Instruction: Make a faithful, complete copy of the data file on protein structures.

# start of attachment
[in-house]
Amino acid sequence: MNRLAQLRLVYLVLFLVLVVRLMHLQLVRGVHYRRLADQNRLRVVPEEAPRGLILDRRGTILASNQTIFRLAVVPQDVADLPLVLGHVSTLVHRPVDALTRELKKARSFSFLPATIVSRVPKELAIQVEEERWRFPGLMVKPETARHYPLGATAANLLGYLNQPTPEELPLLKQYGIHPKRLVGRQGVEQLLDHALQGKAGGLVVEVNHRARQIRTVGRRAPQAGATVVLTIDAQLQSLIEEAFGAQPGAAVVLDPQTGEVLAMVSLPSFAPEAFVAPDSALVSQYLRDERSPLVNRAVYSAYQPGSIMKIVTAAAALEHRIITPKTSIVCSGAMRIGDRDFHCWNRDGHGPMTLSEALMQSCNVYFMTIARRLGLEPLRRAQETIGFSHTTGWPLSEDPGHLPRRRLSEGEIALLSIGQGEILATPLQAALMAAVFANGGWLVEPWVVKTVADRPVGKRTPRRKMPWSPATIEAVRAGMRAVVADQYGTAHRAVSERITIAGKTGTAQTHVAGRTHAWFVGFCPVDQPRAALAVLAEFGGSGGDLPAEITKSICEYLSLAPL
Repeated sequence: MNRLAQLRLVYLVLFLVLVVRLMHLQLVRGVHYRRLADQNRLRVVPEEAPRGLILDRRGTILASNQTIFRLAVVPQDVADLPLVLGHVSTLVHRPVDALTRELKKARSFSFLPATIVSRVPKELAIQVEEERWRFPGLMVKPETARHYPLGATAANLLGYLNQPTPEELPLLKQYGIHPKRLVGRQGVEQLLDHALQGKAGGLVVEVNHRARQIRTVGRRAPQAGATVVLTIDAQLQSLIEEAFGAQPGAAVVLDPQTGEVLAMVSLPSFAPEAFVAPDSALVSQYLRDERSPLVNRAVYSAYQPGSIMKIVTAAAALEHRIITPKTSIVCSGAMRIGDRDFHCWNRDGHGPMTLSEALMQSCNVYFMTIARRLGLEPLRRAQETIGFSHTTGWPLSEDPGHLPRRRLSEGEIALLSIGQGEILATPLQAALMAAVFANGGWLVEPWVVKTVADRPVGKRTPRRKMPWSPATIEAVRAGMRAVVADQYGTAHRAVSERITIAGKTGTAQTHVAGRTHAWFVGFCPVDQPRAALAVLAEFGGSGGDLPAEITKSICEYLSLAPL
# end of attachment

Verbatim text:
[in-house]
Amino acid sequence: MNRLAQLRLVYLVLFLVLVVRLMHLQLVRGVHYRRLADQNRLRVVPEEAPRGLILDRRGTILASNQTIFRLAVVPQDVADLPLVLGHVSTLVHRPVDALTRELKKARSFSFLPATIVSRVPKELAIQVEEERWRFPGLMVKPETARHYPLGATAANLLGYLNQPTPEELPLLKQYGIHPKRLVGRQGVEQLLDHALQGKAGGLVVEVNHRARQIRTVGRRAPQAGATVVLTIDAQLQSLIEEAFGAQPGAAVVLDPQTGEVLAMVSLPSFAPEAFVAPDSALVSQYLRDERSPLVNRAVYSAYQPGSIMKIVTAAAALEHRIITPKTSIVCSGAMRIGDRDFHCWNRDGHGPMTLSEALMQSCNVYFMTIARRLGLEPLRRAQETIGFSHTTGWPLSEDPGHLPRRRLSEGEIALLSIGQGEILATPLQAALMAAVFANGGWLVEPWVVKTVADRPVGKRTPRRKMPWSPATIEAVRAGMRAVVADQYGTAHRAVSERITIAGKTGTAQTHVAGRTHAWFVGFCPVDQPRAALAVLAEFGGSGGDLPAEITKSICEYLSLAPL
Repeated sequence: MNRLAQLRLVYLVLFLVLVVRLMHLQLVRGVHYRRLADQNRLRVVPEEAPRGLILDRRGTILASNQTIFRLAVVPQDVADLPLVLGHVSTLVHRPVDALTRELKKARSFSFLPATIVSRVPKELAIQVEEERWRFPGLMVKPETARHYPLGATAANLLGYLNQPTPEELPLLKQYGIHPKRLVGRQGVEQLLDHALQGKAGGLVVEVNHRARQIRTVGRRAPQAGATVVLTIDAQLQSLIEEAFGAQPGAAVVLDPQTGEVLAMVSLPSFAPEAFVAPDSALVSQYLRDERSPLVNRAVYSAYQPGSIMKIVTAAAALEHRIITPKTSIVCSGAMRIGDRDFHCWNRDGHGPMTLSEALMQSCNVYFMTIARRLGLEPLRRAQETIGFSHTTGWPLSEDPGHLPRRRLSEGEIALLSIGQGEILATPLQAALMAAVFANGGWLVEPWVVKTVADRPVGKRTPRRKMPWSPATIEAVRAGMRAVVADQYGTAHRAVSERITIAGKTGTAQTHVAGRTHAWFVGFCPVDQPRAALAVLAEFGGSGGDLPAEITKSICEYLSLAPL